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Why Fewer Firms Are Blocking Attorney Access To Social Media

According to a recent report by Gartner, Inc., “Fewer than 30 percent of large organizations will block employee access to social media sites by 2014, compared with 50 percent in 2010.” Gartner further notes that “[t]he number of organizations blocking access to all social media is dropping by around 10 percent a year.” Indeed, in my own experience, it is not uncommon to discover firms that block access to all social media sites. Nonetheless, in a day and age in which attorneys across the world are discovering the power of social media in generating leads and developing one’s professional reputation, it is a policy that seems outdated and potentially adverse to a growing firm’s best interests.

As we’ve recently discussed, Facebook is a fantastic site for developing and maintaing both personal and professional relationships. These relationships can lead to referrals and can be used to enhance an attorney’s professional reputation. We’ve also previously considered how Twitter can be used to enhance one’s professional reputation, discover new information, and network with colleagues and potential clients. Similarly, LinkedIn allows attorneys to build their professional network, and blogging allows attorneys to demonstrate their professional competence and knowledge. If the attorneys at your firm are loyal to your firm and plan to stay long term, these connections will ultimately benefit the firm. Even if they don’t remain with the firm long term, they may provide later value by referring business back to you in the future. If you are worried about them poaching clients, remember that they don’t need access to LinkedIn or Facebook to do that (both of which they can access when they return home in the evening anyways).

Furthermore, social media sites such as Facebook, Twitter and LinkedIn aren’t just great networking resources, they are also great places to discover important information. Other professionals frequently use those sites to promote blog posts, websites, and information that promotes overall professional enrichment. But even beyond “general professional enrichment,” attorneys can use each of those sites to perform investigation benefiting their specific cases by checking out profiles of witnesses, opposing counsel, and opposing parties.

Conversely, there are few good reasons for firms to block access to social media. For example, although some might object that access to social media could potentially diminish productivity, it’s also true that individuals are rarely at a loss for potential distractions with or without social media. It’s also true that most attorneys work for firms with billable hour requirements. If an attorney is spending too much time on Facebook or Twitter, they’ll normally have to compensate by working longer hours and leaving the office later in the day. Moreover, any attorney with access to a smart phone or iPad with 3G access can easily circumvent policies prohibiting use of social media sites. If you are worried about the attorneys at your firm misusing these sites and sharing confidential information, it would be better policy to educate your associates as to social media best practices and the potential pitfalls of misuse of these sites.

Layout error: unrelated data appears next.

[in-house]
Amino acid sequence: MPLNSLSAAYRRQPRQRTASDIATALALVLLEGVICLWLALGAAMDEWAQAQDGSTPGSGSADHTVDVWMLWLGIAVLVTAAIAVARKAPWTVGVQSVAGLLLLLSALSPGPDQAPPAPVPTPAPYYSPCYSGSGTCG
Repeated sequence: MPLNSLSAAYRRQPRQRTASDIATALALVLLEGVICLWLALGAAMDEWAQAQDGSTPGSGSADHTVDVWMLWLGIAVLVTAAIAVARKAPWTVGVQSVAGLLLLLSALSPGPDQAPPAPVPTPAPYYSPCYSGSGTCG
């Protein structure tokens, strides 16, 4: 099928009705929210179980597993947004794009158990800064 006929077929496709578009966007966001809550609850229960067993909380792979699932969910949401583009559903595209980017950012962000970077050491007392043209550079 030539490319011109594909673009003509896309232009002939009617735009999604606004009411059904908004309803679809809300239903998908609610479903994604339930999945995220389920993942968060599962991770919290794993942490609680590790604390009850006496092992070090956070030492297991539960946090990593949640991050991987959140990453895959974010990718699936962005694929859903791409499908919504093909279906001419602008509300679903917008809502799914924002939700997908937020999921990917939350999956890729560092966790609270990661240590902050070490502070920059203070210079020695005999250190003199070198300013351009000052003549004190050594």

Perhaps, as importantly, if you want attorneys who act and think like professionals, you have to treat them like professionals. Indeed, I’d argue that failing to treat an associate like a professional discourages them from acting like one, breeds resentment and diminishes loyalty, and ultimately makes them a less valuable asset to your practice. Besides, if you can’t trust them, maybe you don’t want them working for your office in the first place.

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2 Comments

  1. Peter Quintana says:

    This is a reasoned and rational argument, and whilst I completely agree with the sentiment, and especially the statements in the last paragraph, it is still the case that a company is responsible for what its staff say on social media sites. Therefore, before they can relax, they must come up with appropriate wording in their contracts or terms of employment to protect their – and their staff’s – interests.

    • Matthew Hickey says:

      Peter, that is a great point you raise. I’d say that should be a part of the best practices training that firms should provide to associates using social media.